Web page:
Syrian Arabs are accusing some Kurd countrymen of trying to give the United States a pretext to intervene in Syria like it has done in neighbouring Iraq.
Arabs on the streets of some Syrian cities voiced anger and dismay at recent violence in the north of the country, saying on Friday they believed Kurds were trying to stir up trouble.
They also condemned statements by some Kurdish politicians
"They are trying to drag the country into a war with the
Americans now after they toppled (Iraq's) Saddam Hussein," said Jamal, who works at a bakery in the northern town of Aleppo, scene of bloody clashes between Kurds and police this week.
"The Kurds are trying to portray Syria's (government) as if
it is another Saddam ... I don't think they are mistreated. They are like any one of us living here."
Syrian Kurds, who number about two million out of Syria's 17.6 million people, want their rights to be preserved in Syria.
Kurds and police clashed in northern Syrian cities a week ago after a soccer match brawl in a stadium in Qamishli, near the Turkish border. About 30 people were killed and public buildings were damaged in the violence.
Human rights activists, who have defended Kurds' calls for
preserving their identity through Kurdish-language schools and
supported citizenship demands by stateless Kurds, say the riots abused the right to peaceful protest.
Kurds are thought to number 20
to 25 million in the Middle East
Activist Ammar Kurabi said some people who had been campaigning to improve the lot of Kurds felt let down.
"We as opposition felt as if the Kurds deceived us. They say
one thing to us about the national unity and Syria being a home for all but later we see them acting differently," Kurabi said.
"At first I used to blame the authorities because they dealt
with the situation in a wrong way, but ... the Kurds should not
have allowed the situation to reach this stage."
Kurabi said violent incidents gave the United States a
pretext to "intervene in our country".
Syria and Turkey have opposed any moves to strengthen
Kurdish autonomy in northern Iraq, fearing it could ignite
separatist aspirations among their own Kurdish minorities.
But Syrian Kurd demands are varied - some say they want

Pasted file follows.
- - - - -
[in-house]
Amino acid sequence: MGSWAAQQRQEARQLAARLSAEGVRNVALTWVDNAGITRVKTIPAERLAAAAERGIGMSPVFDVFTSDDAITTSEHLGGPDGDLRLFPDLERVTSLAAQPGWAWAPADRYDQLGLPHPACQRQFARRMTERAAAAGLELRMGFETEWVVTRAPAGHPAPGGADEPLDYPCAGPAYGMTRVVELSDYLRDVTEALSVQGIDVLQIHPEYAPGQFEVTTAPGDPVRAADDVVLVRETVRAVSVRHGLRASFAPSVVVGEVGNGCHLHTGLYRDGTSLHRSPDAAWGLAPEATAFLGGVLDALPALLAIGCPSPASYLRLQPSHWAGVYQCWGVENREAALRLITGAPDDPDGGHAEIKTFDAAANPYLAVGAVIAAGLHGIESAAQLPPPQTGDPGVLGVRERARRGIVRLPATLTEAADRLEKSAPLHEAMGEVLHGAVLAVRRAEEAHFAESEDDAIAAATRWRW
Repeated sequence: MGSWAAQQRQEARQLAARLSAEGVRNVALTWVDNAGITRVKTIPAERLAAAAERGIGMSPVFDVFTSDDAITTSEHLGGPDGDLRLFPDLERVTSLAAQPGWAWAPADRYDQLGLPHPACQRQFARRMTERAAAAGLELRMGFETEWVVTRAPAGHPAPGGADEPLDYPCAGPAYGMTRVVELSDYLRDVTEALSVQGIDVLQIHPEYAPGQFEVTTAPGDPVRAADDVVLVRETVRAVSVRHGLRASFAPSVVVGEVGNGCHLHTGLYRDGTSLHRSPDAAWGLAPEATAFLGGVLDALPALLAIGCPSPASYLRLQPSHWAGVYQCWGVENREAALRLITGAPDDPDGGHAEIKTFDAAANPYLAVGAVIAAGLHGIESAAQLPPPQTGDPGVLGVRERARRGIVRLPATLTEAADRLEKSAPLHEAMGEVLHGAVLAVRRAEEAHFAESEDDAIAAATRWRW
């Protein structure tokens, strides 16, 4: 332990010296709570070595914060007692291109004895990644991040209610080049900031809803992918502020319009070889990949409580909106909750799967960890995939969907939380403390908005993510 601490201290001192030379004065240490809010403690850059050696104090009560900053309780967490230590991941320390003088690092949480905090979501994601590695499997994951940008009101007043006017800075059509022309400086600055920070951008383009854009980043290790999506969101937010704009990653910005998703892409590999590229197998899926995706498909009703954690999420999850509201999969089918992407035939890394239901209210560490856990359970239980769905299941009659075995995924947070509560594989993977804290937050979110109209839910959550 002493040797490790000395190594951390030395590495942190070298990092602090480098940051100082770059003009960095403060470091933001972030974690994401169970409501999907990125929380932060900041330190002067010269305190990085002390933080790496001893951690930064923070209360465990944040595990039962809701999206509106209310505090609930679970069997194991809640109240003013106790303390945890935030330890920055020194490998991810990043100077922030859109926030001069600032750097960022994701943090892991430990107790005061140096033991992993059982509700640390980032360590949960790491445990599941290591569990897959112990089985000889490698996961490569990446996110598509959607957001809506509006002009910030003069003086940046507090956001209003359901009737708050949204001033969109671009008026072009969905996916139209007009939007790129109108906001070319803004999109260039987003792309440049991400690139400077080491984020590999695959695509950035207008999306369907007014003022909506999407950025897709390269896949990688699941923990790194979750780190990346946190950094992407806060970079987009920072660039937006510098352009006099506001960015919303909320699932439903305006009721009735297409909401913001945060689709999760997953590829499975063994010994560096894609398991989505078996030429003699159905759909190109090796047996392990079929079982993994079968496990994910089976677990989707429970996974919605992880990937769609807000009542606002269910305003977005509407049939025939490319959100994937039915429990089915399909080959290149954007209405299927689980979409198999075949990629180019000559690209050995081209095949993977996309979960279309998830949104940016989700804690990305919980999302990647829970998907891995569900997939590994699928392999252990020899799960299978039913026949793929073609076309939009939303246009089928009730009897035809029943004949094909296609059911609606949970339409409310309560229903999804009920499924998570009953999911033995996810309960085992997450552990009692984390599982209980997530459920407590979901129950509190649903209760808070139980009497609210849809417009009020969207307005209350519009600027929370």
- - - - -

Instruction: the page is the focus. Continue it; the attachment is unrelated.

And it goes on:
equal rights with fellow Syrians; a few demand statehood and
others say about 200,000 stateless Kurds should be given Syrian citizenship.
"We are the sons of this country," said Rachid Shabban of
the Kurdish Democratic Union Party in Syria, adding that
"unjust" state policies made some Kurds bitter.
"There are some people in this state that are not reading
the facts right. The world is changing and the region is
changing, so the Syrian state has to change. They have to accept others' rights.
"We don't want a whole change, but at least as Kurds we want to be equal," he said.
"They want a state? They can have this," said abu Salim,
70, making an insulting gesture. "I was a civil servant for 40
years and I never asked anyone if he was a Kurd ..."
"Kurds have rights and they want them. Fair enough, everyone
can ask for more rights, but not make war for (them) and destroy the country," said Umm Ammar, a housewife.
Salam Alou, a Kurd in Aleppo, probably echoed the sentiments
of most Kurds when he said he wanted more rights, not a separate state.
"Syria is our land and home, but the authorities do not
listen to us or others," he said.
Syria, an east Mediterranean state with an Arab majority,
has a wide ranging ethnic and religious mix that includes Kurds, Circassians, Assyrians, Armenians, Muslims, Christians and Jews.
"During my military service I had Kurdish mates. We used to
eat from the same bowl and sing together at night," said Faruq, a taxi driver, visibly angry at the violence in the north.
"Last month I went to the wedding of one of them and I drove
him and his bride to their house in this car," he said, banging
on the steering wheel of his yellow cab.
The crisis started last week after tensions between Arab and Kurdish football spectators developed into clashes. A Kurdish mob provoked Syrian nationals when they burnt the Syrian flag and raised the American one.